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Is there a way to make xcode use real folder hierarchies in the Project Navigator? I'm finding these pseudo folders somewhat annoying because they do not reflect the project on disk. Or at least have the xcode-made-folders a different color than the real folders?


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Why would you need to manage folders on disk ? You can do everything in Xcode (adding, rename, organize, deleting) –  moxy Jun 4 '12 at 18:26
Prior to xcode I worked a lot with a program that used a disk navigator equivalent window. I got used to it and liked the 1:1ness of working that way. I do see the advantages of having in-project folders, at times it is easier to work with, but if you have to import a bunch of code in a hierarchy segment from one project to another, the folder structure has to be recreated for the project. –  Dabbu Jun 4 '12 at 19:19

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Not really, although they are colored differently.

You have groups (yellow) -- which can refer to a directory, but does not update automatically to reflect what's on disk. Groups can also represent a group which has no relation to a directory or the structure of its contents.

You also have a reference (blue). This updates automatically, but its contents are not first class project items.

Personally, I just structure projects such that they can be (re)constructed from an on-disk representation easily (e.g. drop the folder), or in another IDE. Quite often, details which could (unnecessarily) be defined in Xcode are moved outside of the xcodeproject. Synchronizing the representation in the Project Navigator is about as easy as drag and drop once you work out how to structure the program/sources/targets.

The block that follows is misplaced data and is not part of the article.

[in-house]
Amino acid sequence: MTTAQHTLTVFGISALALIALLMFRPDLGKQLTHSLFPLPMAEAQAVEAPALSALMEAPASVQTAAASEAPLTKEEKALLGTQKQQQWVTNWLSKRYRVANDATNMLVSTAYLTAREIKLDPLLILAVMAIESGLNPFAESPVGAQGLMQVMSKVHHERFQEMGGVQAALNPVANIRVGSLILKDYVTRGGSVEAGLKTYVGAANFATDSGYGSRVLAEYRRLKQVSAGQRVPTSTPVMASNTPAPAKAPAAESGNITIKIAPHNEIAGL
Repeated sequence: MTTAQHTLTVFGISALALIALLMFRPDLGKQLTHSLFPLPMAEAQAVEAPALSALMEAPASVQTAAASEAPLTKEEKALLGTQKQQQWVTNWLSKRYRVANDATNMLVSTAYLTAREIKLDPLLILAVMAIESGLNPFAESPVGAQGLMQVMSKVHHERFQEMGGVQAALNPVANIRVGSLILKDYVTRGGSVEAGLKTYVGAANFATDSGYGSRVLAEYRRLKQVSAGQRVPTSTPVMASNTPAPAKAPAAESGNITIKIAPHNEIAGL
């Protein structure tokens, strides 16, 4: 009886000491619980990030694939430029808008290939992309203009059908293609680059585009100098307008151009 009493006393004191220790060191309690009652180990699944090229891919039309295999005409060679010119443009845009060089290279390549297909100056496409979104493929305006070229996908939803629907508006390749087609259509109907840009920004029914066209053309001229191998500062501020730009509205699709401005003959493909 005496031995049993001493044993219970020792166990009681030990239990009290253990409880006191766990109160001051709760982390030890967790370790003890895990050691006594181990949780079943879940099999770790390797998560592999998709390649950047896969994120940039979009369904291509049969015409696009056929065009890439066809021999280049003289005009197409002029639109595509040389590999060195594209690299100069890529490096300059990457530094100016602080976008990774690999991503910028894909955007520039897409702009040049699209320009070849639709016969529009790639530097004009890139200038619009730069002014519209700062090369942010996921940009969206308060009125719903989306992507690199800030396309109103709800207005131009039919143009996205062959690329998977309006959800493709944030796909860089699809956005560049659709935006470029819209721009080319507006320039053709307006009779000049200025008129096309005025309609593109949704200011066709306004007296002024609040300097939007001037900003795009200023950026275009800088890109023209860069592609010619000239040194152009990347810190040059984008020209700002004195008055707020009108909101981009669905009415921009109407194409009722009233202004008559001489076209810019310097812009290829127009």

Edit: I am referring to the Project Navigator. Whether what you refer to as the "project organizer" means the Project Navigator or some part of the Organizer, I am not sure.

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Thanks for that, I confuse organizer with navigator (made the corrections) It used to color folders yellow and blue, now since 4.3.2 it doesn't do it anymore. –  Dabbu Jun 4 '12 at 19:11
@Dabbu ah. missed that change -- I am using 4C199/4.2 on 10.6 right now. –  justin Jun 4 '12 at 23:41

Making a folder structure mimic your Project Navigator group structure:

For this procedure, as always, make a backup of your whole project folder before doing this (a zipped Archive in Finder does nicely).

What you want is easy to set up for new files added to or created by the project, but it can be a mess if you already have a lot of files in the groups you want, but not in the disk folders you want.

If you hilite a group in Project Navigator, move your attention over to Utilities pane > File Inspector > Identity. The key area is dealing with Paths. The popup will give you various relative paths to the default location of the group's files, and Full Path will always give you just that. In a fresh project you'll find that any groups created all have the same location assigned.

Now the key here is the little window icon button just under the popup (to the very right). If you click that you can choose a (folder) location for files in that group. If you already have files in that group they will not be moved to the new location, but will instead turn red in Project Navigator because the files on disk are not in the newly assigned path for the group, but moving them into the folder you just set up for the group should fix you back up.

(Tip: The little arrow button is a shortcut to "Reveal in Finder")

Now, when you make a "New File...", after selecting what type of file you want (Next), then configure whatever setting apply for that type (Next), you're presented with a sheet asking where to place the new file(s). If you have that group selected in Project Navigator before you begin this process, it will already be selected as the item in the "Group" popup at the bottom of the sheet, and the folder associated with that group will be selected in the file browser. If you decide you want it in a different group (I do that all the time because I won't have the proper group selected in Project Navigator before I get to this point), just change it in the Group popup at the bottom and the file browser will change to the folder associated for the group you just selected.